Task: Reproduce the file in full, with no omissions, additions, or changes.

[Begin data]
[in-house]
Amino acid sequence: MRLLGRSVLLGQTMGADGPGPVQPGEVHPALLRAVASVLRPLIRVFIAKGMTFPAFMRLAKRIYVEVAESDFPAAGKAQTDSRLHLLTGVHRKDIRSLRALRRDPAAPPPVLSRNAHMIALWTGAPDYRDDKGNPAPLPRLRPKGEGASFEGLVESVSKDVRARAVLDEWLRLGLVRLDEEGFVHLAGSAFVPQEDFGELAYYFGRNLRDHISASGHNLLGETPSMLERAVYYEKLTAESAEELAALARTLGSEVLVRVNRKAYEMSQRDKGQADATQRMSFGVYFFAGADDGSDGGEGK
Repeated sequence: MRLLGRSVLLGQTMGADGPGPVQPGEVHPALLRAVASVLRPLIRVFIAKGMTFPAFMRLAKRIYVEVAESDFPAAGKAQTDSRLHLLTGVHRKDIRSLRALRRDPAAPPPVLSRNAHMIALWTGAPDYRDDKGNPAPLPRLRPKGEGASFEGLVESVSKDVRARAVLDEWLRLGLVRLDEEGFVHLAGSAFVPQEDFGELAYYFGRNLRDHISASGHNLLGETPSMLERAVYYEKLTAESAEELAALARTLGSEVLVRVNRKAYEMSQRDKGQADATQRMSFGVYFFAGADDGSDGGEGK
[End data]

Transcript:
[in-house]
Amino acid sequence: MRLLGRSVLLGQTMGADGPGPVQPGEVHPALLRAVASVLRPLIRVFIAKGMTFPAFMRLAKRIYVEVAESDFPAAGKAQTDSRLHLLTGVHRKDIRSLRALRRDPAAPPPVLSRNAHMIALWTGAPDYRDDKGNPAPLPRLRPKGEGASFEGLVESVSKDVRARAVLDEWLRLGLVRLDEEGFVHLAGSAFVPQEDFGELAYYFGRNLRDHISASGHNLLGETPSMLERAVYYEKLTAESAEELAALARTLGSEVLVRVNRKAYEMSQRDKGQADATQRMSFGVYFFAGADDGSDGGEGK
Repeated sequence: MRLLGRSVLLGQTMGADGPGPVQPGEVHPALLRAVASVLRPLIRVFIAKGMTFPAFMRLAKRIYVEVAESDFPAAGKAQTDSRLHLLTGVHRKDIRSLRALRRDPAAPPPVLSRNAHMIALWTGAPDYRDDKGNPAPLPRLRPKGEGASFEGLVESVSKDVRARAVLDEWLRLGLVRLDEEGFVHLAGSAFVPQEDFGELAYYFGRNLRDHISASGHNLLGETPSMLERAVYYEKLTAESAEELAALARTLGSEVLVRVNRKAYEMSQRDKGQADATQRMSFGVYFFAGADDGSDGGEGK